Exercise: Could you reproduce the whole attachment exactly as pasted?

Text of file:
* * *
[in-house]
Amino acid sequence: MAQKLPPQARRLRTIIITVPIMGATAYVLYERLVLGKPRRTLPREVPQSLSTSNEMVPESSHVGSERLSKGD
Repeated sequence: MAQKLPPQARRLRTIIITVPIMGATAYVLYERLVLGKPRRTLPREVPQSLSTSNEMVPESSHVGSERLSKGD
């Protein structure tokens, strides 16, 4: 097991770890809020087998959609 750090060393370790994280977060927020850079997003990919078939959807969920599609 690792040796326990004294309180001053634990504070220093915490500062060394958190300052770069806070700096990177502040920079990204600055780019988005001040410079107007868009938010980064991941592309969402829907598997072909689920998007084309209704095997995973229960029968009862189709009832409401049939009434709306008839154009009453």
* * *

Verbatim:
[in-house]
Amino acid sequence: MAQKLPPQARRLRTIIITVPIMGATAYVLYERLVLGKPRRTLPREVPQSLSTSNEMVPESSHVGSERLSKGD
Repeated sequence: MAQKLPPQARRLRTIIITVPIMGATAYVLYERLVLGKPRRTLPREVPQSLSTSNEMVPESSHVGSERLSKGD
């Protein structure tokens, strides 16, 4: 097991770890809020087998959609 750090060393370790994280977060927020850079997003990919078939959807969920599609 690792040796326990004294309180001053634990504070220093915490500062060394958190300052770069806070700096990177502040920079990204600055780019988005001040410079107007868009938010980064991941592309969402829907598997072909689920998007084309209704095997995973229960029968009862189709009832409401049939009434709306008839154009009453």